The Geneva Talks and Opposition

The views expressed in this op-ed are solely those of the author and do not necessarily represent those of SyriacPress.

By Kino Nahiro

This week the Syrian opposition and the regime will hold their next round of UN-led constitutional talks in Geneva. And again, the Administration in northeastern Syria has been left out of this Constitutional Committee. Why is this? Because the Administration in northeastern Syria seeks an alternative and more comprehensive solution than regime and opposition do, i.e. more than only a change at the top. It is this mindset that prevails in the constitutional talks, and this mindset is the reason that there is still no result.

The Administration of North and East Syria is demanding a federal structure that advocates the unity of the peoples in Syria and strengthens genuine grassroots governance. And the Administration insists that the rigid centralized way of ruling the country must be abolished. I’m really struggling to find anything wrong in these demands?

Other groups find it difficult to stand up to the powers they belong to and have a hard time resisting external pressures and policies. Powers directing armed forces from the outside prevent the opposition from making right and appropriate decisions. The Administration of northeastern Syria, with its peoples, however, organized itself internally. It fought an arduous fight in the war against backwardness and on this basis strengthened its Region’s position. And even though the International Coalition has been providing military aid, and even though the Administration has been receiving assistance from foreign powers, it does not depend on their decision. It has maintained an independent stance in the balance of power. To put it other words, the Administration aims to embed and organize its will in a permanent social and political structure in the Region it controls. It strengthens the ideas and the social contract between the peoples, protects and balances the interests of the Region and its peoples with international powers.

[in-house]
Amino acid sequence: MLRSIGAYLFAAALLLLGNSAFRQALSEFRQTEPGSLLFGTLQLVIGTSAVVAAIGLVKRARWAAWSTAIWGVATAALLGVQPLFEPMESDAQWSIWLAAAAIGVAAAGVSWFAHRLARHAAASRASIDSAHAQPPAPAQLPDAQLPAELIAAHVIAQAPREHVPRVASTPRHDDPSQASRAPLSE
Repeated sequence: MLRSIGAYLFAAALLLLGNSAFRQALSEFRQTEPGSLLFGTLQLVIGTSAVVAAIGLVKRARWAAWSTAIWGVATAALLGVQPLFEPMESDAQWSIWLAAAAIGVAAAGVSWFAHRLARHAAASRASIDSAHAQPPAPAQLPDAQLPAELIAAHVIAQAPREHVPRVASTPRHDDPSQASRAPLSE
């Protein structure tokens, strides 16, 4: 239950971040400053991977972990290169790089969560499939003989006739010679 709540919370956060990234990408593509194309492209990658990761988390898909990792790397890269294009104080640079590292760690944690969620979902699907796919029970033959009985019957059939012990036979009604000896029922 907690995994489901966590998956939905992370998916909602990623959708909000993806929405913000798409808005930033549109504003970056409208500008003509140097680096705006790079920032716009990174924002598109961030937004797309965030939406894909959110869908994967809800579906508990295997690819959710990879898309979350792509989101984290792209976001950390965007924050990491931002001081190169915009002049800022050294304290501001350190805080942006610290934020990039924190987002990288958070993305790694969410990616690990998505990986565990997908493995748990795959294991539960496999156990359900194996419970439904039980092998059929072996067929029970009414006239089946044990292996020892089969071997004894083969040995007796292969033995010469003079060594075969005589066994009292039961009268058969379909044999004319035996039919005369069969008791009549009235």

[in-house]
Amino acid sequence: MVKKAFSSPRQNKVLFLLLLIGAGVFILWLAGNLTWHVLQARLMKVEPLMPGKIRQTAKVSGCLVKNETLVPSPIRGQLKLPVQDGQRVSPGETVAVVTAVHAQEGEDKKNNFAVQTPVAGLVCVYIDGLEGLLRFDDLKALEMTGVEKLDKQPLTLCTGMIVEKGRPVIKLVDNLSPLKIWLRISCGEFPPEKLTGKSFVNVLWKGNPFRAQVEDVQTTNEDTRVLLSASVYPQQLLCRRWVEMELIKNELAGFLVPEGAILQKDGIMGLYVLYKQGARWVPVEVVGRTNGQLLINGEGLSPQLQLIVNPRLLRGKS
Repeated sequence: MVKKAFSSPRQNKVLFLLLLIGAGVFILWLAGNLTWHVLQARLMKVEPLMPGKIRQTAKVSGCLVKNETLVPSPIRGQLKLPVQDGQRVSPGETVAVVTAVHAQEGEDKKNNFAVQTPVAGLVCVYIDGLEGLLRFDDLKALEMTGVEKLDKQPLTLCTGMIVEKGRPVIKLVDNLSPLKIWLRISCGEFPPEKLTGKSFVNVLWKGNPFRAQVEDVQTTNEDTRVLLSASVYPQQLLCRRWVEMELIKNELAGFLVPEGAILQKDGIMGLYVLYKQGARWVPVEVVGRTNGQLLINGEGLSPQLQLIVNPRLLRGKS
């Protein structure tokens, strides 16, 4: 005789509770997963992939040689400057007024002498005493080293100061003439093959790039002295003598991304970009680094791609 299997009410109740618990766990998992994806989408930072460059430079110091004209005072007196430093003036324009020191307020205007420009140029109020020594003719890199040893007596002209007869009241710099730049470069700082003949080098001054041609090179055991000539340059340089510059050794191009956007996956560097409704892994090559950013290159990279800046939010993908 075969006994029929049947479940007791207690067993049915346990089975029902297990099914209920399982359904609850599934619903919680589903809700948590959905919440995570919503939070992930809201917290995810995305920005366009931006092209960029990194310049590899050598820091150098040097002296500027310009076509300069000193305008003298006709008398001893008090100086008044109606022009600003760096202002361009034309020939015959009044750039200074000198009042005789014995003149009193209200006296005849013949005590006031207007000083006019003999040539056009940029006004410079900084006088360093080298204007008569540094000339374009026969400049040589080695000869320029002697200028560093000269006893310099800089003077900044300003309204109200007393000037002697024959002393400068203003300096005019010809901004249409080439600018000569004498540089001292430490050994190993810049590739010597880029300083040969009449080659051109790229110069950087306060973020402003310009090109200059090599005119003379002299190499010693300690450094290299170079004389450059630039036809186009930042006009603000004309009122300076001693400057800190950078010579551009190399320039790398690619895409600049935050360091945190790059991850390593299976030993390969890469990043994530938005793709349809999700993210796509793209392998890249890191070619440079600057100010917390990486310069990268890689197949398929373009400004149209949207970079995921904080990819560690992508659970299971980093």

We the Syriacs (Assyrians-Arameans-Chaldeans) are part of this working. There is a social contract underlying the Administration and fundamental principles of coexistence between the peoples are set out in this agreement. If there are any Syriacs who oppose it or see wrong in this agreement, it is necessary to correct and make it complete together. If there is criticism on any article in the social contract and deemed not in the interest of our Syriac people (Assyrians-Arameans-Chaldeans), it should be amended in the agreement. But if we do not work together on this, the alternative is internally disrupting and breaking each other’s game.

And are there shortcomings in practice? Most probably… but these shortcomings can only be solved through constructive criticism and for us to develop an attitude, as this is the first time in over 100 years that the Syriac people, within the framework of an alliance, have signed an official agreement with other peoples. There is no precedent for this in Northern Iraq. What then is objected here?

Some groups and individuals need to stop being cheerleaders for status-quo regimes. Practicing politics by hiding under regime’s wings has earned Syriacs zero constitutional rights. On the contrary, Syriacs lost nation and identity. Sovereign states have always played peoples against each other. These times are no different. It is therefore imperative that Syriacs practice politics from their own free will and from that position enter into official talks. Any other way will only lead to fragmentation and disintegration. A political group can defend the rights and will of other peoples but should not ignore its own rights and will. If we defend constitutional assurance for other peoples, the peoples we live with must also make statements demanding the constitutional rights of us Syriacs. Equal rights for the peoples must be secured and defended in signed agreements.

Here, the Iraqi experience is very important to learn from. Weaknesses visible before the fall of the Baath regime, forced us to give in to pressures and impositions after the intervention. Religious groups in Iraqi Chaldean-Syriac-Assyrian society silenced political initiatives by putting forward their own initiatives. This led to the inclusion of the Syriac people under different names in the Iraqi constitution and administration as denominational differences were taken as a basis. These denominational differences continue today. Political formations are still struggling to come together in Iraq.

It is imperative in the case of Syria not to allow the same mistakes to be made as our people did in Iraq. Our organizations, intellectuals and prominent religious persons must treat this matter very sensitively as there is a clear and evident gain here in joining forces and bringing ideas and decisions together. Any organization that persists staying on its own side does not mean it is right. And saying afterwards “I told you so, I was right” does not mean history will forgive us. It is vital that Syriacs act carefully, based on the interests of our people, and on an equal footing with other peoples. For the Syriac people it is a matter of life and death.